In the age of mechanical reproducibility, the ‘aura’ surrounding works of art undergoes a crisis. The contemporary relevance of Walter Benjamin’s thesis—in its societal, aesthetic, and media-theoretical significance—is illustrated by former U.S. president Donald Trump’s purported ownership of Les deux sœurs (Two Sisters), also known as Sur la terrasse (On the Terrace), by Pierre-Auguste Renoir. Journalist Mark Bowden, who caught a glimpse of the painting when he was invited to Trump’s jet in 1997, describes the event in an article for Vanity Fair: “He showed off the gilded interior of his plane—calling me over to inspect a Renoir on its walls, beckoning me to lean in closely to see … what? The luminosity of the brush strokes? The masterly use of color? No. The signature. ‘Worth $10 million,’ he told me.” Of course, this is the attitude that one might expect from a real-estate mogul turned art collector (although not from a future president). In ignorance of both form and content—to say nothing of their unity—the painting is reduced to its sheer exchange value, concentrated in the signature guaranteeing its authenticity.
But it would be a mistake to divorce in this way Trump’s painting from its aesthetic and social significance. After all, Benjamin’s concept of the aura does not only pertain to a work of art’s authenticity, but also to the artistic technique and social reality manifested in that work. Renoir stood at the cusp of modern painting, using the impressionists’ then-revolutionary technique to idealize a way of life that had been put in question by an increasingly politicized working class. Indeed, it is hard to imagine a painter who could more skillfully invest his subjects with the aura of natural legitimacy that had been “banished from reality by the deepening degeneration of the imperialist bourgeoisie”—as Benjamin writes in his essay on photography from 1931. This is no less true for Les deux sœurs, which was painted in 1881, a decade after the confidence of the French bourgeoisie had been shaken by the Paris Commune.
Extending Benjamin’s thesis from photography to painting, one could argue that the “luminosity” that Bowden attributes to Renoir’s brush strokes compensates for the contemporaneous disappearance of the aura from bourgeois life. The “penumbral tone” (“schummeriger Ton”) afforded by his unique style could then be compared to the photographic technique of gum print used to “simulate the aura” (“die Aura […] vorzutäuschen”) that had all but evaporated by the end of the nineteenth century. It is safe to say that many of those who malign Renoir’s style (including the half-ironic “@renoir_sucks_at_painting” movement that flared up on Instagram in 2015) are in fact put off by its incongruity in relation to his subject matter.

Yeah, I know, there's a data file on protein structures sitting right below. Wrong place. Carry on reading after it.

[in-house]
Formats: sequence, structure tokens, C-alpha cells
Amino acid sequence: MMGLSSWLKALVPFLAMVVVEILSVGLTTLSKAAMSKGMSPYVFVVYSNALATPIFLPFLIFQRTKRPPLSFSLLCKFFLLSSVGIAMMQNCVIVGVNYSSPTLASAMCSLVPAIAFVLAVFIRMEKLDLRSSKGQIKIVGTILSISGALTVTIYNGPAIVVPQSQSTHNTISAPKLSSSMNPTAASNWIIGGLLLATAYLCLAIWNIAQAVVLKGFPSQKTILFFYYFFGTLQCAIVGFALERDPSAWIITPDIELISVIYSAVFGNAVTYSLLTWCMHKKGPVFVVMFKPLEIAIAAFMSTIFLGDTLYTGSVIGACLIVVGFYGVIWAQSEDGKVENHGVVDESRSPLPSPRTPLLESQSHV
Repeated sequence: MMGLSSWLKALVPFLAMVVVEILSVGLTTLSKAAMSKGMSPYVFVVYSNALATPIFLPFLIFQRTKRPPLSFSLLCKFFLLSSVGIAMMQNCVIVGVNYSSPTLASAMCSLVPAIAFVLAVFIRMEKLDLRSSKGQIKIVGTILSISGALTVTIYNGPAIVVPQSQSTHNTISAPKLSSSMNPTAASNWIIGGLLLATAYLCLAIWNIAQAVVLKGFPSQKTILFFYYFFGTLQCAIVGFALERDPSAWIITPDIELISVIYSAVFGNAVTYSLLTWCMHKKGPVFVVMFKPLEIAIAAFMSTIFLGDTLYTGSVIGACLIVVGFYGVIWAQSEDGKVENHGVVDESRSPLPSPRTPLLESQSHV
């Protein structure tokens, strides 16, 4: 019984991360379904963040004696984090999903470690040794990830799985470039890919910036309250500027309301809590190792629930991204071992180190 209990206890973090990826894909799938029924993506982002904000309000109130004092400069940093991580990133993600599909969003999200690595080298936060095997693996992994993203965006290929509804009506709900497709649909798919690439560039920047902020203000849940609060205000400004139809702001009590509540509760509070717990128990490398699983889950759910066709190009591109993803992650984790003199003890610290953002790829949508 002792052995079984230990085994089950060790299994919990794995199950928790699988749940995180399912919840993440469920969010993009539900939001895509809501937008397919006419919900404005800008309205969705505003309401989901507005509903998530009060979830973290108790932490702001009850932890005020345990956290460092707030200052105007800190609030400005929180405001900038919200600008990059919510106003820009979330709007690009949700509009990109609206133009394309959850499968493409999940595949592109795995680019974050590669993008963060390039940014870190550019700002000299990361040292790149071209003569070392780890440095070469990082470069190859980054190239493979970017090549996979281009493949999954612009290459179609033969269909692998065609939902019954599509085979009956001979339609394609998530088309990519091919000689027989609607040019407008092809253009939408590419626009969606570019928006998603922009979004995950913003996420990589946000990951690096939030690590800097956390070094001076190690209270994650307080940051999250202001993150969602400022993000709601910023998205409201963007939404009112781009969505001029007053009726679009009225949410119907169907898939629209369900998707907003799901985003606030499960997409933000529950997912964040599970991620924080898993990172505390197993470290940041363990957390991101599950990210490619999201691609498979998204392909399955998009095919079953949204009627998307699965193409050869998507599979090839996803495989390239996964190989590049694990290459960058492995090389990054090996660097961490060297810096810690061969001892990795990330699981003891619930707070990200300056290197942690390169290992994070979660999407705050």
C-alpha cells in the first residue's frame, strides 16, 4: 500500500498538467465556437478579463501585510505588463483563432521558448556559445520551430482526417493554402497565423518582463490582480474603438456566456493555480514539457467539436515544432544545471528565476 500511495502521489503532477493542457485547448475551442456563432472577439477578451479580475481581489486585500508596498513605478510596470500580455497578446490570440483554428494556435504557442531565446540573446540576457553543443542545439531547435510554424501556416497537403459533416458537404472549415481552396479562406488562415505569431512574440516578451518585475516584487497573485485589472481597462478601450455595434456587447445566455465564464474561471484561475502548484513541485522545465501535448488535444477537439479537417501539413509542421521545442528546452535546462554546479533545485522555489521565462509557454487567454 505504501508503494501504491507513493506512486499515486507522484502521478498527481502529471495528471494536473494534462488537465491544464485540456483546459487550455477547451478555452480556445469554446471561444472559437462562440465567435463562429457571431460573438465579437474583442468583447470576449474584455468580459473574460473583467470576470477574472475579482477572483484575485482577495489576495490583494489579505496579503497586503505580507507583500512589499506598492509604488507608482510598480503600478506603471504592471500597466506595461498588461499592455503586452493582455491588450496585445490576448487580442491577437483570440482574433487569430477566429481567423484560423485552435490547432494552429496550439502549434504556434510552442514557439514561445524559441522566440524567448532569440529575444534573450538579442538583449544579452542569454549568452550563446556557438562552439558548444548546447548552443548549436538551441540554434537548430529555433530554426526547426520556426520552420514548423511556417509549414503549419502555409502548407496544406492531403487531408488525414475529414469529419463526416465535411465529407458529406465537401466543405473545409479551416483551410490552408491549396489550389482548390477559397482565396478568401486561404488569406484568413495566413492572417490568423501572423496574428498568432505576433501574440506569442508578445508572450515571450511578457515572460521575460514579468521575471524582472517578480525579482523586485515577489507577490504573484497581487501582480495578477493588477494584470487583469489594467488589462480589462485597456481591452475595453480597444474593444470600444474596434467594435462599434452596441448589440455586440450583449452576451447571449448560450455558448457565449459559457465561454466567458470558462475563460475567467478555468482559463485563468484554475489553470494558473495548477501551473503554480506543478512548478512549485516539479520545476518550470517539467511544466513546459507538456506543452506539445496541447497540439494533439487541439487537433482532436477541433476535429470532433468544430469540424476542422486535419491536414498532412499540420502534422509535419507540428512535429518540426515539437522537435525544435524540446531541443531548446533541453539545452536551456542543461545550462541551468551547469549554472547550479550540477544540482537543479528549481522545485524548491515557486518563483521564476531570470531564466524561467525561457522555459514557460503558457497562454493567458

In any case, the painting seems strangely at home among what Bowden describes as the “gilded interior” of Trump’s jet. In a second anecdote, also published by Vanity Fair, Tim O’Brien uses the same adjective in describing the “gilded frame” of the same painting hanging in the same plane, which is now revealed to be a forgery:
I asked him about the painting and Donald said “That’s an original Renoir.” And I said, “No its not, Donald.” And he said “That’s the original. That’s an original Renoir.” I said, “Donald, it’s not. I grew up in Chicago. That Renoir is called ‘Two Sisters on a Terrace,’ [sic] and it’s hanging on a wall at the Art Institute of Chicago. That’s not an original.” And Trump said, “oh, no no no no, it’s an original.” So I dropped it, we moved on with the interview. We get on the plane the next day, and he points to the painting again, and he says, “you know, that’s an original Renoir,” and I didn’t take him up on it.
With Trump’s copy, the discrepancy between aesthetic form and social reality that was already latent in the original is reflected onto its material existence. The healthy glow radiated by the painting not only stands in tension with the subject it depicts, but with its very status as a forgery. Trump, representing a new low in the degeneration of the imperialist bourgeoisie, clings to the aura with the mere assertion of authenticity and value: “That’s an original Renoir”; “Worth $10 million.” The significance of his copy can be compared to the gold-plated buckles of the Boeing 727 where it was exhibited: a superficial display of outmoded privilege in a hypermodern setting. On the other hand, one could argue that the freedom of movement afforded by the painting’s setting compensates for its lack of authenticity. In order to unfold the full import of this freedom, it will be necessary to explicate the media-theoretical aspect of Benjamin’s argument in greater detail.